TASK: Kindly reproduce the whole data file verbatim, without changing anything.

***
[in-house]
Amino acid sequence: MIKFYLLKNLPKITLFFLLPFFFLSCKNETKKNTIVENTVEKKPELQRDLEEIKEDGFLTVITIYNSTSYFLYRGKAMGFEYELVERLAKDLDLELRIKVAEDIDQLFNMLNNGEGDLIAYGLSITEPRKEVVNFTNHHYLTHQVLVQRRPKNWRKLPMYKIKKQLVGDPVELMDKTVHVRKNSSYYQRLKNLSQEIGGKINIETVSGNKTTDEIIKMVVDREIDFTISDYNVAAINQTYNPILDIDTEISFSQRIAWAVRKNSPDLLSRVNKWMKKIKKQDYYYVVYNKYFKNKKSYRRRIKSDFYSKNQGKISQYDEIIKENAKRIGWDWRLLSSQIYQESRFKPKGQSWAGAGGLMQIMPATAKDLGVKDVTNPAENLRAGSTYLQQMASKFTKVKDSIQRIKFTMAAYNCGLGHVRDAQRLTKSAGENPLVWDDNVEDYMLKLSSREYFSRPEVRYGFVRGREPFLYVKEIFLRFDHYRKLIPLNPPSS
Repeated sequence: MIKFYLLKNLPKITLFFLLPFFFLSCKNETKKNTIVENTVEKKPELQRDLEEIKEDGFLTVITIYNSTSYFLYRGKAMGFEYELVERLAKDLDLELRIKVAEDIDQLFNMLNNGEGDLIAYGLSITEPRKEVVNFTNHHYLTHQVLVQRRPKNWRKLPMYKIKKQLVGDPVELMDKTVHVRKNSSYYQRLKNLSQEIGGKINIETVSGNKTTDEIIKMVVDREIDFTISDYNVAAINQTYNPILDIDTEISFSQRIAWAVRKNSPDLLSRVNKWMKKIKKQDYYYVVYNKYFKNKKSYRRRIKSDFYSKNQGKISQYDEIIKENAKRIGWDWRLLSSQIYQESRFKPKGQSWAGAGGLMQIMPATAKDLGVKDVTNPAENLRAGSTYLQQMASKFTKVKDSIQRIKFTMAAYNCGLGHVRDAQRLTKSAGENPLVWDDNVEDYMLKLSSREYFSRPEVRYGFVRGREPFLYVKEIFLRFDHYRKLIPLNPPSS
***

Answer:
[in-house]
Amino acid sequence: MIKFYLLKNLPKITLFFLLPFFFLSCKNETKKNTIVENTVEKKPELQRDLEEIKEDGFLTVITIYNSTSYFLYRGKAMGFEYELVERLAKDLDLELRIKVAEDIDQLFNMLNNGEGDLIAYGLSITEPRKEVVNFTNHHYLTHQVLVQRRPKNWRKLPMYKIKKQLVGDPVELMDKTVHVRKNSSYYQRLKNLSQEIGGKINIETVSGNKTTDEIIKMVVDREIDFTISDYNVAAINQTYNPILDIDTEISFSQRIAWAVRKNSPDLLSRVNKWMKKIKKQDYYYVVYNKYFKNKKSYRRRIKSDFYSKNQGKISQYDEIIKENAKRIGWDWRLLSSQIYQESRFKPKGQSWAGAGGLMQIMPATAKDLGVKDVTNPAENLRAGSTYLQQMASKFTKVKDSIQRIKFTMAAYNCGLGHVRDAQRLTKSAGENPLVWDDNVEDYMLKLSSREYFSRPEVRYGFVRGREPFLYVKEIFLRFDHYRKLIPLNPPSS
Repeated sequence: MIKFYLLKNLPKITLFFLLPFFFLSCKNETKKNTIVENTVEKKPELQRDLEEIKEDGFLTVITIYNSTSYFLYRGKAMGFEYELVERLAKDLDLELRIKVAEDIDQLFNMLNNGEGDLIAYGLSITEPRKEVVNFTNHHYLTHQVLVQRRPKNWRKLPMYKIKKQLVGDPVELMDKTVHVRKNSSYYQRLKNLSQEIGGKINIETVSGNKTTDEIIKMVVDREIDFTISDYNVAAINQTYNPILDIDTEISFSQRIAWAVRKNSPDLLSRVNKWMKKIKKQDYYYVVYNKYFKNKKSYRRRIKSDFYSKNQGKISQYDEIIKENAKRIGWDWRLLSSQIYQESRFKPKGQSWAGAGGLMQIMPATAKDLGVKDVTNPAENLRAGSTYLQQMASKFTKVKDSIQRIKFTMAAYNCGLGHVRDAQRLTKSAGENPLVWDDNVEDYMLKLSSREYFSRPEVRYGFVRGREPFLYVKEIFLRFDHYRKLIPLNPPSS